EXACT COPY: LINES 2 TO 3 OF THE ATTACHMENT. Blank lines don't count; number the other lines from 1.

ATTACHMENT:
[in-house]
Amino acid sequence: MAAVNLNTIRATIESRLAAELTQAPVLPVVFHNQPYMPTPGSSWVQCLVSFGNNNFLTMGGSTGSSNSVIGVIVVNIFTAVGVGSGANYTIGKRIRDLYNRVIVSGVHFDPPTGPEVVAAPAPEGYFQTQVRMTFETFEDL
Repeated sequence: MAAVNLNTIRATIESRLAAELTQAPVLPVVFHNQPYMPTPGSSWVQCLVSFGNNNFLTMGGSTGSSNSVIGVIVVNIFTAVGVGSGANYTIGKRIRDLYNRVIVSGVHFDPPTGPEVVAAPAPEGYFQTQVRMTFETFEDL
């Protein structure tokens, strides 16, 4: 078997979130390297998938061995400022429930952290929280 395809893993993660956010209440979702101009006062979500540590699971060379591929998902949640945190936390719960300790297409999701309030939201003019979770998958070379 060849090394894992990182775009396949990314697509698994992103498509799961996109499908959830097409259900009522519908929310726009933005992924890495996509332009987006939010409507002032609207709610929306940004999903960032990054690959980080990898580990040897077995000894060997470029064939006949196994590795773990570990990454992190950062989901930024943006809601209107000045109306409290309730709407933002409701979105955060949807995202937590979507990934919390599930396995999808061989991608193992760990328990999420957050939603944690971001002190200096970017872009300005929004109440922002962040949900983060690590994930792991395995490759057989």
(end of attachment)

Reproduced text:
Amino acid sequence: MAAVNLNTIRATIESRLAAELTQAPVLPVVFHNQPYMPTPGSSWVQCLVSFGNNNFLTMGGSTGSSNSVIGVIVVNIFTAVGVGSGANYTIGKRIRDLYNRVIVSGVHFDPPTGPEVVAAPAPEGYFQTQVRMTFETFEDL
Repeated sequence: MAAVNLNTIRATIESRLAAELTQAPVLPVVFHNQPYMPTPGSSWVQCLVSFGNNNFLTMGGSTGSSNSVIGVIVVNIFTAVGVGSGANYTIGKRIRDLYNRVIVSGVHFDPPTGPEVVAAPAPEGYFQTQVRMTFETFEDL